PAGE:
Every year, there are countless cases of missing persons reported to police stations all over the world. Because of this, there is now a pressing need for a central database that contains all details of missing, lost, dead, or unknown people for easy revisiting and consideration. This is now the case in Pune, India.
The Exhibition in Pune for Missing Persons and Unidentified Bodies
After over 2 years since his mentally challenged elder brother went missing, Pradhikaran-based Sanjay gets to know that he has died that same day he got lost.
Neelkanth, 50, the brother of Sanjay, happened to be mentally challenged. He left his house in the evening of Dec 13, 2013, and never came back. Since then, whenever somebody informed their family that someone who looked like Neelkanth was seen somewhere, the family members would rush to the place to search for him. Nevertheless, in spite of all their efforts, they weren’t able to locate him for more than two years.
On May 6, the family’s search for Neelkanth finally came to an end. This was a result of an exhibition put in place by Pune Rural Police in their headquarters in Pashan, off Baner Road. It displayed thousands of photographs of people who were missing and of unidentified corpses. This was an effort to get family members together and give them a sense of closure.
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More than 2,500 people came for the exhibition, and in total, 24 cases were resolved, of which 18 cases were that of missing persons and sadly 6 cases of unidentified corpses.
Along with the Pune Rural police, teams from Pune City, Government Railway Police, Pune, New Mumbai, Thane City, Thane Rural, Palghar, Raigad, Ahmednagar, Satara, Sangli, Kolhpaur, Solapur Rural, and Solapur City police participated in the camp.
“Since my brother was mentally challenged, he would go missing for a few days several times in the past, but he always came back,” declares Sanjay, who happens to work with a security agency. Despite his mental situation, he would work for a wedding band in Pune. Whether there was work or not, he would travel daily from Pradhikaran to Pune by a local. That day [December 13, 2013], he was unwell and had fever. I had got medicines for him. By the time my mother went into the kitchen to fetch him water for medicines, he stepped out and didn’t come back.”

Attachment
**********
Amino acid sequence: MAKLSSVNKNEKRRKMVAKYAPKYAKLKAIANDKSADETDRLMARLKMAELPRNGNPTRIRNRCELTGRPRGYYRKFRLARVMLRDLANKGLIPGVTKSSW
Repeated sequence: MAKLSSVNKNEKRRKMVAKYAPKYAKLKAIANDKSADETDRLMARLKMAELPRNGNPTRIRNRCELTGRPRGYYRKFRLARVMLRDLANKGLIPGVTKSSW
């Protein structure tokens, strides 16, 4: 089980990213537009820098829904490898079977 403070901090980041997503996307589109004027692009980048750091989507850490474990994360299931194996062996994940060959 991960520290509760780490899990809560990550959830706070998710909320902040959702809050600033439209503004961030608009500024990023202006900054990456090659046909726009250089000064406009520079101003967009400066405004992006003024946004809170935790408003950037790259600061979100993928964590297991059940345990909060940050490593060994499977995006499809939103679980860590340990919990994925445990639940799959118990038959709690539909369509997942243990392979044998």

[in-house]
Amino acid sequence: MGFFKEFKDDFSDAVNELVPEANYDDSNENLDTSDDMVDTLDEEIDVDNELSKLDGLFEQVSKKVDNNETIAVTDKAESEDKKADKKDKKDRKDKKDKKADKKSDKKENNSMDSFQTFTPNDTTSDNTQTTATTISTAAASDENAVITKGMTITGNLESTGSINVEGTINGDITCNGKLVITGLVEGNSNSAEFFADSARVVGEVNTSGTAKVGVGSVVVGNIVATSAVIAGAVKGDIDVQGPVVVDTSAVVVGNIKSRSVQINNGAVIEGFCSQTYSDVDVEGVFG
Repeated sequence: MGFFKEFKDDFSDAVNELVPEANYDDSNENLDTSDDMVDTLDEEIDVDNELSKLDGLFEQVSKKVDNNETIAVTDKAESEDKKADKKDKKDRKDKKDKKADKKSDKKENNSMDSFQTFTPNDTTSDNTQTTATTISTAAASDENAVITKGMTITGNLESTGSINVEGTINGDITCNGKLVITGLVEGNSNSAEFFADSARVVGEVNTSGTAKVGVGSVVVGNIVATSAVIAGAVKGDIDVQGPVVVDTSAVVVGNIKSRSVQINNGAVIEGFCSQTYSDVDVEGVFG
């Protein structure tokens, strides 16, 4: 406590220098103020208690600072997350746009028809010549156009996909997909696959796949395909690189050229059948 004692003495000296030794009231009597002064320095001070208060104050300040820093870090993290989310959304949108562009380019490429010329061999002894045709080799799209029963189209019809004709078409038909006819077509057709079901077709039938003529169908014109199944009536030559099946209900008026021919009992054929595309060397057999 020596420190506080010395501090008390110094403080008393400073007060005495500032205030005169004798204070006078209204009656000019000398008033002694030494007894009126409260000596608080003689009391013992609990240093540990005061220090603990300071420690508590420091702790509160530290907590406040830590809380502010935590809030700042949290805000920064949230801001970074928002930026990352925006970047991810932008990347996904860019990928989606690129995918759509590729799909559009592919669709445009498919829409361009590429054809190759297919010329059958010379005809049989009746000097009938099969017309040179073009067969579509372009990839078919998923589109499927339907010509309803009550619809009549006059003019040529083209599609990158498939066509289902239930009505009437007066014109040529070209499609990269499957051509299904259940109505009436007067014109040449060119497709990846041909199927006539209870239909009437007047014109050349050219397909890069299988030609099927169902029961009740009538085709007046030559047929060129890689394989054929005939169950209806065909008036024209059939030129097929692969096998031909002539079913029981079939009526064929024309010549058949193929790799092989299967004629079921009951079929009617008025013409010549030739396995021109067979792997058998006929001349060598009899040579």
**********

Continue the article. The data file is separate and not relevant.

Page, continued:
Sanjay states that although their regular searches did not bring any result, their expectation was intact. “I had read about a case a few years ago in which a boy was reunited with his family in Kashmir after 15 years. Hence I always hoped my brother must be somewhere,” he said.
Sanjay said that initially, he did not see his brother’s photograph after checking through all the files at the exhibition. He spoke with a police officer, who in turn asked him about his brother’s daily schedule. When Sanjay informed him that his brother would travel by a local train every day, the police officer told him to take a look at the file of Pune Railways. After about an hour of searching the files, Sanjay eventually saw case no. 441, which had the photograph of brother’s body. Neelkanth had died the same day he got missing.
“This kind of exhibition should be organized every three months,” suggested the 48-year-old Sanjay. “There will be so many families who must be living in uncertainty for several years. Also, it should be publicized well.”
Among the people who got lost was a girl from Pune who was declared missing some months ago. From the comments shared by some of the people who came to the exhibition, the police were able to find her in Lonavala. In the same vein, 17 other people who were missing from Pune Rural, Pune City, Solapur City, and Palghar were also searched for.
Among the police units, Pune Rural police had the highest number of missing persons registered, whereas Thane Rural had the most unidentified dead bodies. Guests of exhibition who were able to identify a missing person’s photo were asked to approach the help desk.
The superintendent of the Pune Rural Police, Jay Jadhav, told TOI that pictures of the lost and dead individuals, whose identities are yet to be confirmed, were included in the display for their families to see and help identify them.
“It is necessary to identify the deceased,” said Jadhav. “Dead bodies are recovered from various parts of the state. Sometimes, family members’ search for dead or missing persons ends at these displays.”
An official list of dead or missing persons are also kept by the police units alongside the picture exhibition. This list will greatly help for easy access and cross-checking, and with a list like this constantly updated, we can know where we stand in this cause.
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